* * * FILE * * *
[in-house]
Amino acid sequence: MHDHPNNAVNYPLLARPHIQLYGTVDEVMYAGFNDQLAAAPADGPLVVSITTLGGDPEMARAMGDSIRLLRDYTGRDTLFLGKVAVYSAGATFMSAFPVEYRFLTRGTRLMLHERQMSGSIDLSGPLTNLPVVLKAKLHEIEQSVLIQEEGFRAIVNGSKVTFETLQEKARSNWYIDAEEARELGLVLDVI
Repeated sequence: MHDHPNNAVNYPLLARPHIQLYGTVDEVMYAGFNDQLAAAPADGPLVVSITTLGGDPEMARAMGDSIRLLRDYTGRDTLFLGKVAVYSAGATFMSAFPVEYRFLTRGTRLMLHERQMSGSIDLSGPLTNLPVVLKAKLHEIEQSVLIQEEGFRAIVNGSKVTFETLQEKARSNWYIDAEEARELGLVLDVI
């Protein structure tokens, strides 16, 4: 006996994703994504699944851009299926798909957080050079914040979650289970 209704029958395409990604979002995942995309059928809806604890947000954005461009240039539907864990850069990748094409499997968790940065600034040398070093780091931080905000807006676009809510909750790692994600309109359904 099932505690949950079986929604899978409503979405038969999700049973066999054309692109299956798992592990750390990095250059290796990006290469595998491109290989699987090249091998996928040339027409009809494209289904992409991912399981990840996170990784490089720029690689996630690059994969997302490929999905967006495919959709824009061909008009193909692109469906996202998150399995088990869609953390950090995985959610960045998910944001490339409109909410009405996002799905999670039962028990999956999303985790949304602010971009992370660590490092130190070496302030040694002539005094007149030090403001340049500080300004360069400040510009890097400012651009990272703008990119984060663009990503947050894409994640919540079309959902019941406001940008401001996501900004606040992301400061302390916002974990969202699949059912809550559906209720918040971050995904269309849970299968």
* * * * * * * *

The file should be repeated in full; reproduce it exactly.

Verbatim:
[in-house]
Amino acid sequence: MHDHPNNAVNYPLLARPHIQLYGTVDEVMYAGFNDQLAAAPADGPLVVSITTLGGDPEMARAMGDSIRLLRDYTGRDTLFLGKVAVYSAGATFMSAFPVEYRFLTRGTRLMLHERQMSGSIDLSGPLTNLPVVLKAKLHEIEQSVLIQEEGFRAIVNGSKVTFETLQEKARSNWYIDAEEARELGLVLDVI
Repeated sequence: MHDHPNNAVNYPLLARPHIQLYGTVDEVMYAGFNDQLAAAPADGPLVVSITTLGGDPEMARAMGDSIRLLRDYTGRDTLFLGKVAVYSAGATFMSAFPVEYRFLTRGTRLMLHERQMSGSIDLSGPLTNLPVVLKAKLHEIEQSVLIQEEGFRAIVNGSKVTFETLQEKARSNWYIDAEEARELGLVLDVI
């Protein structure tokens, strides 16, 4: 006996994703994504699944851009299926798909957080050079914040979650289970 209704029958395409990604979002995942995309059928809806604890947000954005461009240039539907864990850069990748094409499997968790940065600034040398070093780091931080905000807006676009809510909750790692994600309109359904 099932505690949950079986929604899978409503979405038969999700049973066999054309692109299956798992592990750390990095250059290796990006290469595998491109290989699987090249091998996928040339027409009809494209289904992409991912399981990840996170990784490089720029690689996630690059994969997302490929999905967006495919959709824009061909008009193909692109469906996202998150399995088990869609953390950090995985959610960045998910944001490339409109909410009405996002799905999670039962028990999956999303985790949304602010971009992370660590490092130190070496302030040694002539005094007149030090403001340049500080300004360069400040510009890097400012651009990272703008990119984060663009990503947050894409994640919540079309959902019941406001940008401001996501900004606040992301400061302390916002974990969202699949059912809550559906209720918040971050995904269309849970299968």